Wiley’s new EP lives up to it’s name… Sort of…
The Chill Out Zone’s soft, stoner-friendly beats, thick keyboard laden melodies and well written verses, perfectly executed in Wiley’s hazy English accent, are certainly chill inducing in both senses of the word. The majority of the songs are relaxing, easy to listen to, and would make for killer background beats for a laid back night in a smoke filled basement, puff-puff passing a gutted Swisher Sweet around a tight circle, laughing about nothing in particular. But if you can manage to stop hacking and coughing, long enough to listen to his lyrics you’ll find that they are anything but chill.
The first five tracks of “The Chill Zone” are deeply personal and heavy handed pieces, covering a menagerie of subjects ranging from war to the current and future state of rap, hip-hop, and even the meaning of life. The first five tracks on the album are some of the strongest, deepest, and artfully crafted tracks I’ve heard out of the UK hip-hop scene since Tricky.
Many will argue, and have argued, that Wiley has sold out, forgotten his roots, and cannot be counted as a member of the UK hip-hop elite. I vehemently disagree with this line of thinking. The beats may be softer, the instrumentation eclectic (at times, sounding as if they’d feel at home in a rain forest rather than on a hip-hop record), and there is a distinct lack of that familiar, fender dropping, door rattling, 808 bass drop we’ve all come to know and love.
Despite all of these very anti-hip-hop vibes Wiley retains the virgin-tight rhyme schemes, and needle-point precision flow that only the most elite and genuine artists of the hip-hop world possess; skills that he flaunts and displays, with perfect aim and with pure, crystal clear, unadulterated talent, on track after track of “The Chill Out Zone”.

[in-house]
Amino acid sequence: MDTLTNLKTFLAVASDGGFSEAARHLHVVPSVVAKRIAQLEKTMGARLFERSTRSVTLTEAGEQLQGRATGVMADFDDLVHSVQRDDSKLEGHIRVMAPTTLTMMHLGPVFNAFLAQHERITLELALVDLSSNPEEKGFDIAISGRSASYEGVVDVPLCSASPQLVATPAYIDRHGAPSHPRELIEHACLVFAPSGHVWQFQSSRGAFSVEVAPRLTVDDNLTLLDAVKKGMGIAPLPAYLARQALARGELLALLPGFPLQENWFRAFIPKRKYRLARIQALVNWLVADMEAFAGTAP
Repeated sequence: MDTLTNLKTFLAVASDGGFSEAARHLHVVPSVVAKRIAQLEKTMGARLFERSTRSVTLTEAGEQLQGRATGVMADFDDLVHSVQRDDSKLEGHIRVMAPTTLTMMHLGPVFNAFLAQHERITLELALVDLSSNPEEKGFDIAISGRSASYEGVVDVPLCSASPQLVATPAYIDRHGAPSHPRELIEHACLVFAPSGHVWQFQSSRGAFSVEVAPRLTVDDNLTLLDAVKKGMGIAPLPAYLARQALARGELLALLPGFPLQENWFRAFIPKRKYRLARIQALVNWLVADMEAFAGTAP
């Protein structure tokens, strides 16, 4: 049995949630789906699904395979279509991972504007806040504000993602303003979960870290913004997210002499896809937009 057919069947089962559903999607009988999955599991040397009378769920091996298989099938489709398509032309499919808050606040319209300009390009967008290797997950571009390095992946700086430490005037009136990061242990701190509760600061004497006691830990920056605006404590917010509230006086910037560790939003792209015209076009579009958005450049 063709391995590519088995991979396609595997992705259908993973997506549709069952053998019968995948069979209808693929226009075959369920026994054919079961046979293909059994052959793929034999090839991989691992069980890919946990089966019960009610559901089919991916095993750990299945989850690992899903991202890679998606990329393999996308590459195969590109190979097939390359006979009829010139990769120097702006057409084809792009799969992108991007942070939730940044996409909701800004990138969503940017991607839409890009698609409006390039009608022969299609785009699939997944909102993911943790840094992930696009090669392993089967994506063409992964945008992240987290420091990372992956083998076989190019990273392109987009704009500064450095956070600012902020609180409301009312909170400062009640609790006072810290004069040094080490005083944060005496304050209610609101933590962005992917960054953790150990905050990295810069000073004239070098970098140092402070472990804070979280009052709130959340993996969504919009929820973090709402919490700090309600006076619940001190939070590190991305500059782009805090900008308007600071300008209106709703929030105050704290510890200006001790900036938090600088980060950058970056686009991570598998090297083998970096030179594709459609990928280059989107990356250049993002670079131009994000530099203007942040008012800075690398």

The first half of the album is indeed a powerhouse of emotion with strong, precise messages, as well as musical and vocal artistry. Tracks six through eleven however, fall short of such lofty praise. Though none of the songs are bad necessarily, they most definitely leave something to be desired, especially after the energy and fire of their five predecessors. Far too many of the songs are centered around relationships, love, and sex.
It’s Wiley’s positive demeanor and gentlemanly manner that lend his songs a sense of cheesy childishness. Though positivity, chivalry, and respect are timeless and endearing traits that all men worth their salt should possess; they seem to coat hip-hop songs in a sort of, squirmy awkwardness, akin to the sickeningly polite, well-groomed, virgin boy we all remember from grade school, who got his ass beat daily during recess. Rap and hip-hop songs should be tough, gritty, and without apology, like the tall greasy mean-mugged kid who, inexplicably, fucked every hot chick in school, despite treating them like thirteen year old street trash.
Overall “The Chill Out Zone” is a decent album, with well-crafted vocals, some great hooks, and a lot to say. Unfortunately, it is dragged, kicking and screaming, out to the playground, and beaten to a musical pulp, by its latter half. All of the heart, attitude, and energy of the first six tracks is watered down and degraded by the grade school romanticism, decade late beats, and bad sound FX lifted straight from your old 8 bit Nintendo console.